Prepare to Achieve CEO, Lee Evans, talks potential #EPA changes in 2021...
2020 was full of challenges for us all – not least apprentices, who often saw their learning interrupted and their workplaces turned upside down. 2021 marks not just a new year, but a new opportunity for apprentices to complete their training and continue on their career journeys, armed with the knowledge, skills and behaviours they need to succeed.
The impact of Coronavirus will remain with us for some time and it’s clear that apprentice’s ability to complete their training and undertake EPA won’t simply return to normal. For example, an estimated 30,000 work-based learners, predominately in the Health and Social Care sector, have been unable to complete their Maths and English Functional Skills. This has left Apprentices stuck in limbo. As we hope to get back to normal in the months ahead, it is now more important than ever that measures are put in place to clear the backlog and support apprentices to finish their training.
This is only the latest challenge for EPA, which did not have an easy birth. For several years after the apprenticeship reforms were introduced, numbers for EPA remained stubbornly low. By early 2020, volumes were beginning to pick up and the sector was becoming more familiar with EPA and its requirements. But then COVID-19 struck and the world of apprenticeships, EPA and work-based learning was turned on its head.
Many EPAOs took early steps, in partnership with our External Quality Assurers, to adapt EPA to the new way of life. We had to be as creative as we could – within the regulatory requirements – to ensure EPA could continue and learners could undertake assessments.
In our case, we did this by investing in our digital EPA platform which enables remote End-Point Assessment to take place and putting more of our resources and forms online. For a while, this enabled apprentices to continue with EPA but today, with people continuing to work from home, social care providers in lockdown, and a bottle-neck in on-programme elements (such as Functional Skills), the sector is struggling once again.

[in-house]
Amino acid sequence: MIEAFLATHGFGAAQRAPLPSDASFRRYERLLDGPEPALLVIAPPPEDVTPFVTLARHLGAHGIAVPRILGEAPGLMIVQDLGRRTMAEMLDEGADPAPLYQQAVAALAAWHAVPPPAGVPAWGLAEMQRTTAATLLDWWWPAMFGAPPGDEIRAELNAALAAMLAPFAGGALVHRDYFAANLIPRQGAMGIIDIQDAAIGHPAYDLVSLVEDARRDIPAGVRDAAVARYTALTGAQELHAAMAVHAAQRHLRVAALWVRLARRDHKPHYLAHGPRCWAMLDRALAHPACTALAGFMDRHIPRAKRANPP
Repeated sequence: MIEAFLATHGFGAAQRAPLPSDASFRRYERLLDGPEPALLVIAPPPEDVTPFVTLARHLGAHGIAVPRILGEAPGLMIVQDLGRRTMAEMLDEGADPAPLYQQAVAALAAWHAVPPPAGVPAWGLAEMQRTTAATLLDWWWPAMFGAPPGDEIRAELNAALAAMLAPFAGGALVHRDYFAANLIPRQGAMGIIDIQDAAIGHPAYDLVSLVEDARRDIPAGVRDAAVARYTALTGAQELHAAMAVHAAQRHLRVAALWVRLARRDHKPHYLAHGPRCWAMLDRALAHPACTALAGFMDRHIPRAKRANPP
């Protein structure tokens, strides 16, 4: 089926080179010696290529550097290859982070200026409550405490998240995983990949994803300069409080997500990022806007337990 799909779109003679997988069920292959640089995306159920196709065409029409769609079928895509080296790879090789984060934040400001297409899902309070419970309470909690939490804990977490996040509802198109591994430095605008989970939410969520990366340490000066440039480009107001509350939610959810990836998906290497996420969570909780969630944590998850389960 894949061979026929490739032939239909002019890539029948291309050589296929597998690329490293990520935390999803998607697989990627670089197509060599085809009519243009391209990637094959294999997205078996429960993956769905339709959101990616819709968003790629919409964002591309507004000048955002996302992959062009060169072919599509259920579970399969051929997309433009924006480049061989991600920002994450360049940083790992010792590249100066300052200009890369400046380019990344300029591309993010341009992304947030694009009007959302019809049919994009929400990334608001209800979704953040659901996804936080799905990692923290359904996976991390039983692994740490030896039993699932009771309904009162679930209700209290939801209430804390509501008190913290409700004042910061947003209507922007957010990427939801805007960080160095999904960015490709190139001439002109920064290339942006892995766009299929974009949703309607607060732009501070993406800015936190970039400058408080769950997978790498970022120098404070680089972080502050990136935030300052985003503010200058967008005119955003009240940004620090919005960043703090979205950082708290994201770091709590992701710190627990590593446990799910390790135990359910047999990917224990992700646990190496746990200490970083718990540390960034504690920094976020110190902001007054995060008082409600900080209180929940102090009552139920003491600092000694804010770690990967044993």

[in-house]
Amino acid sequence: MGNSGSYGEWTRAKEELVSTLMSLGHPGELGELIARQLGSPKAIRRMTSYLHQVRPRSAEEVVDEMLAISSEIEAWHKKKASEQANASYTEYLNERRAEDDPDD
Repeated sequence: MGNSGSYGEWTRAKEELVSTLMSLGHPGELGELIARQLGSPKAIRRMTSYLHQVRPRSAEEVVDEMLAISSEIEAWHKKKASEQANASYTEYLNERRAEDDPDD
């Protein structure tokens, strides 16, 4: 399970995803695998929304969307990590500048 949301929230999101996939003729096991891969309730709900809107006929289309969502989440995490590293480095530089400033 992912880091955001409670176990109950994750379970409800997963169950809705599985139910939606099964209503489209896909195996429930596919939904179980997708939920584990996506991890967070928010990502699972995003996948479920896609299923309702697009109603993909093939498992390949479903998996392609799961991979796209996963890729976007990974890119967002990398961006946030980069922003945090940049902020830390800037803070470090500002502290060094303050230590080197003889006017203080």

What should we do now?
As we move further in to 2021, it is my hope that the guidelines around Functional Skills change to allow apprentices to progress with their apprenticeship. At the same time, our sector should agree on where the innovations that we saw last year across the sector will be continued. Wherever possible, the emphasis should be on keeping flexibilities which do not compromise quality in place. Not only will this help the EPA sector to be better in general, but it will also help make sure we are better prepared for future disruptions.
The role of technology will be key. In my opinion, tech-based solutions must continue to be at the heart of EPA, most obviously in ensuring that where EPA can be done remotely it is possible to do so. The continuation of remote EPA will help in reducing cost of assessment, speed up bookings, and introduce more flexibility into the process for apprentices and employers.
Technology should also be used to provide better and more effective feedback. EPA organisations should look to their systems to produce meaningful, quality feedback for learners, employers, and training providers. By doing this, we will see the quality of apprenticeship delivery increase, as well as providing employers with meaningful data about their employees which could support with future training needs analysis.
With the country once again in lockdown, it is evident we will be facing many of last year’s challenges this year, too. As an industry we must remain proud of the value EPA contributes to the apprenticeship sector whilst remembering that rigid processes for EPA are not always best. 2021 should be the year to look forward and create the EPA sector that best benefits Government, employers, training providers, and most importantly the apprentices themselves.
Lee Evans, CEO, Prepare to Achieve